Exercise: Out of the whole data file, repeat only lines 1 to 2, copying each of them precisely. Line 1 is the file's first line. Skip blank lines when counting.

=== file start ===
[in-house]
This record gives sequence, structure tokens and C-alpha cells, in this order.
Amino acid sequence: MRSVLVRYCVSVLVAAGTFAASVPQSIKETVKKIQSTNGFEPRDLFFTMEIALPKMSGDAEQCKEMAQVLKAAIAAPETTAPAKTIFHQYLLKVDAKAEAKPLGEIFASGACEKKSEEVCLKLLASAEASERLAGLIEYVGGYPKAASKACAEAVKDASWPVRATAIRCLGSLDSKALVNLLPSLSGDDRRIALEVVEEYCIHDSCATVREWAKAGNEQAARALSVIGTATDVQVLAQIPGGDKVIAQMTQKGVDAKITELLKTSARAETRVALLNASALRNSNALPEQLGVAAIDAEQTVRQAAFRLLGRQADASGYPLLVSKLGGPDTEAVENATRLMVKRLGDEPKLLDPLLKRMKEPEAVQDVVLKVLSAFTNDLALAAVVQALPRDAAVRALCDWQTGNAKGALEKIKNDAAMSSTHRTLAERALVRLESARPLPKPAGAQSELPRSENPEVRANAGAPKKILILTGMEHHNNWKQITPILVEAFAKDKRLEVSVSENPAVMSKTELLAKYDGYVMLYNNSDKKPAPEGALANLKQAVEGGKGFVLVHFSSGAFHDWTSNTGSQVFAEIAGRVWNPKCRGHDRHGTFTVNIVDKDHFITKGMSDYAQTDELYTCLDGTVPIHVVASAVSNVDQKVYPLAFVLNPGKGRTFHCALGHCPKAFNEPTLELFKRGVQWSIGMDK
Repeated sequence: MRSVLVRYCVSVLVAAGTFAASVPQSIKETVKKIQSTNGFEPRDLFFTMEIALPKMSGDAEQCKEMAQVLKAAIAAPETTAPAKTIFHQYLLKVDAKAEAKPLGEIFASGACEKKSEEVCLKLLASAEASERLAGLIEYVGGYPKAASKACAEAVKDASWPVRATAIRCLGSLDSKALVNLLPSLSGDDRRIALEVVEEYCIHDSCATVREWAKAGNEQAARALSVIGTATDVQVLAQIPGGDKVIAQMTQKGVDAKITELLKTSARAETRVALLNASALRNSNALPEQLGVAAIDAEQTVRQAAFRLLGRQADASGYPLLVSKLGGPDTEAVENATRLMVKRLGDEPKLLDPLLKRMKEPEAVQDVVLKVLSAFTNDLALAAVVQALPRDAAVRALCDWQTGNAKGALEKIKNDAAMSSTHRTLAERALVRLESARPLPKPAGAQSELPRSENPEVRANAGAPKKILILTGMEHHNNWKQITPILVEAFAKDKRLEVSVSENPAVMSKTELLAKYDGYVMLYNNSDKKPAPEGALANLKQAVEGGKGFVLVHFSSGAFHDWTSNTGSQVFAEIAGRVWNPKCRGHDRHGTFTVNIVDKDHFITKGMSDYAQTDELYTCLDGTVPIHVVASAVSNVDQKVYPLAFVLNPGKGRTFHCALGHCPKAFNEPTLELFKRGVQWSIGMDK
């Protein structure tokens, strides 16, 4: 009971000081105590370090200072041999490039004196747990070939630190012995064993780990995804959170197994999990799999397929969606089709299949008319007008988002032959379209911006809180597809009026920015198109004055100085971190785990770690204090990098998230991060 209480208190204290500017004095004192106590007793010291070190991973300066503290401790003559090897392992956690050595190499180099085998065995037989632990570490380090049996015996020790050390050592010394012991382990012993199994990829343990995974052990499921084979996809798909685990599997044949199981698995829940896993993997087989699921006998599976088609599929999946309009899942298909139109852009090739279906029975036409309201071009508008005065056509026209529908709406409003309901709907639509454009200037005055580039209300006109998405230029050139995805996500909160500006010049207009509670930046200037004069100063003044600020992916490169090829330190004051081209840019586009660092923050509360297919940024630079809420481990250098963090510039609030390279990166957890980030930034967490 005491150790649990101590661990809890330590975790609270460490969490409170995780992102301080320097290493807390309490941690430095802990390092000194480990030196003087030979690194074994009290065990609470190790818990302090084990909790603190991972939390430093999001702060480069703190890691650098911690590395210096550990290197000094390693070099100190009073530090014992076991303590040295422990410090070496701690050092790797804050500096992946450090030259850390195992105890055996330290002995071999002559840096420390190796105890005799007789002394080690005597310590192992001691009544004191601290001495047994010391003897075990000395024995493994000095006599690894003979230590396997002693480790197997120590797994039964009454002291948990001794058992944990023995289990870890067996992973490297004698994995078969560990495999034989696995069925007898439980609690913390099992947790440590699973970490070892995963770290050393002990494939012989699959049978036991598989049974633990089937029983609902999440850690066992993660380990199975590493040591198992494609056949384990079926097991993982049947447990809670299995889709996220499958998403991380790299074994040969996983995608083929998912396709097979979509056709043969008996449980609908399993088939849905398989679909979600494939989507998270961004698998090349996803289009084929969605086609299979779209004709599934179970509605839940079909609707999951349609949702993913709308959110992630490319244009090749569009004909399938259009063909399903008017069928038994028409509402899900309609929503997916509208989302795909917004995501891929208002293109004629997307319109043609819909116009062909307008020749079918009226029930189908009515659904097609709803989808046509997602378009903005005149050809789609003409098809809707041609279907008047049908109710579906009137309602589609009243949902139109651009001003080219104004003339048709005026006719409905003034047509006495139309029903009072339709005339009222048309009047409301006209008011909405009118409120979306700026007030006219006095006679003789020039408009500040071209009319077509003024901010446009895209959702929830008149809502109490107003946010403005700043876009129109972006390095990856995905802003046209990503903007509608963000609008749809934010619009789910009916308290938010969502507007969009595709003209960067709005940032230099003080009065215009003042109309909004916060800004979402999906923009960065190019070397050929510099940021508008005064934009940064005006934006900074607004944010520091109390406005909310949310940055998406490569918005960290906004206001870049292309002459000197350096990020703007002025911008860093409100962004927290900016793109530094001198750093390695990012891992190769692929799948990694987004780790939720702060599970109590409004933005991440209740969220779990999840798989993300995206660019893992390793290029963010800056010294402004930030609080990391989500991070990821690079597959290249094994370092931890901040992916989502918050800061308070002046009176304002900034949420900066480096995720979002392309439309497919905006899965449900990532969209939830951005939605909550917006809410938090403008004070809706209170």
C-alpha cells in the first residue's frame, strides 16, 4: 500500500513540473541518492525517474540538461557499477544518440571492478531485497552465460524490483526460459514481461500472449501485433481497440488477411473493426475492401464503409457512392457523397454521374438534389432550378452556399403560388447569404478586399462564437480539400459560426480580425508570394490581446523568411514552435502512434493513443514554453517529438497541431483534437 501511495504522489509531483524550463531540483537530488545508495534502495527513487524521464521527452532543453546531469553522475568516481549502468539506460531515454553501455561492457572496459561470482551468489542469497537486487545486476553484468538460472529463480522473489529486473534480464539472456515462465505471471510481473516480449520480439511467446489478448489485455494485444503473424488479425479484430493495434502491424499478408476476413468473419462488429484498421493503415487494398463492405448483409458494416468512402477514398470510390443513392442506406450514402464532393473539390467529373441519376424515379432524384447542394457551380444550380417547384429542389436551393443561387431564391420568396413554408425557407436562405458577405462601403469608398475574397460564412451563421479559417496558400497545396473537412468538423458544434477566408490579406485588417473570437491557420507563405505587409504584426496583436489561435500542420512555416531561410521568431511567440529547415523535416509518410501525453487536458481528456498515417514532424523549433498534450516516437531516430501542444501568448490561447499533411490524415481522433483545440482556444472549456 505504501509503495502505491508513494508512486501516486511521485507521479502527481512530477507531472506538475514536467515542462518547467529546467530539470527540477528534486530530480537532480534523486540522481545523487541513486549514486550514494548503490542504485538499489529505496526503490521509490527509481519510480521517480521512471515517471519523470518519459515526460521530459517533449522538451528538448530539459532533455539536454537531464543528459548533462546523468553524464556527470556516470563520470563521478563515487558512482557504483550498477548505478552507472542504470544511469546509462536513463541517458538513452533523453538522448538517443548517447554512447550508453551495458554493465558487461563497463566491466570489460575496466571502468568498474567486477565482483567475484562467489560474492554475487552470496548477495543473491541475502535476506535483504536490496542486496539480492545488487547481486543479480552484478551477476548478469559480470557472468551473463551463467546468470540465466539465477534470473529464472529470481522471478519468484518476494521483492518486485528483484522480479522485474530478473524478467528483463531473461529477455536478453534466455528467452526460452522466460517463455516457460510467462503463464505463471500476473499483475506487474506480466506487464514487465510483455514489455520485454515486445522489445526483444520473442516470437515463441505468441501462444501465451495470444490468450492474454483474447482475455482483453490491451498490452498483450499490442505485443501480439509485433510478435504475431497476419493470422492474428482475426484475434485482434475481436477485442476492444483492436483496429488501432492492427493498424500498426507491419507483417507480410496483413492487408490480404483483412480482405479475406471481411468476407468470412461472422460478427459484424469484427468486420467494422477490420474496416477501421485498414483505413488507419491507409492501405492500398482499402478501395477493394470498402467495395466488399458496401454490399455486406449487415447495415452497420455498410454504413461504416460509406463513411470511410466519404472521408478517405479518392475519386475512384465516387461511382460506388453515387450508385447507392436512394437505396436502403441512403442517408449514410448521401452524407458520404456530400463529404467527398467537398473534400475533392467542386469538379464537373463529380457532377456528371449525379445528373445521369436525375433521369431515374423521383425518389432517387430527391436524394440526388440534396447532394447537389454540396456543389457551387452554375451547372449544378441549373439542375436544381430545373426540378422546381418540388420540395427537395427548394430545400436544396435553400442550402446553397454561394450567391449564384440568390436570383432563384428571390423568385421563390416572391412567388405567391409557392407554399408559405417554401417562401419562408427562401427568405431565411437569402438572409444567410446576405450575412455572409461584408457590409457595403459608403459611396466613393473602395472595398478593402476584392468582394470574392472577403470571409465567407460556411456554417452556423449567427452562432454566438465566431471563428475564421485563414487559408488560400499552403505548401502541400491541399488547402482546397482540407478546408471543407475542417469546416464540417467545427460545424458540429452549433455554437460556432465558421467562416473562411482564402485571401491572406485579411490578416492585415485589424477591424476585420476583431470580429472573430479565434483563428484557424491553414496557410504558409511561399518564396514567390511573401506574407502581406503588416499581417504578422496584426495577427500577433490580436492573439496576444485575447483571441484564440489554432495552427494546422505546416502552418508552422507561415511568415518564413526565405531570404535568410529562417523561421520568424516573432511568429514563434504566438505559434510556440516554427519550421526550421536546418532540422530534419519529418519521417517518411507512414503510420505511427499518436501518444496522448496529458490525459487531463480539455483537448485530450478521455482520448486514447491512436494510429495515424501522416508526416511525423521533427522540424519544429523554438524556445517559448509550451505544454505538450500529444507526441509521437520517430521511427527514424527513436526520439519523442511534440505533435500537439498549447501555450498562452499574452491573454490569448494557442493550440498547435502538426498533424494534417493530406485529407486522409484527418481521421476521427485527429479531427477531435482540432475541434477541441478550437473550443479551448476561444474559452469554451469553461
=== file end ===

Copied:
[in-house]
This record gives sequence, structure tokens and C-alpha cells, in this order.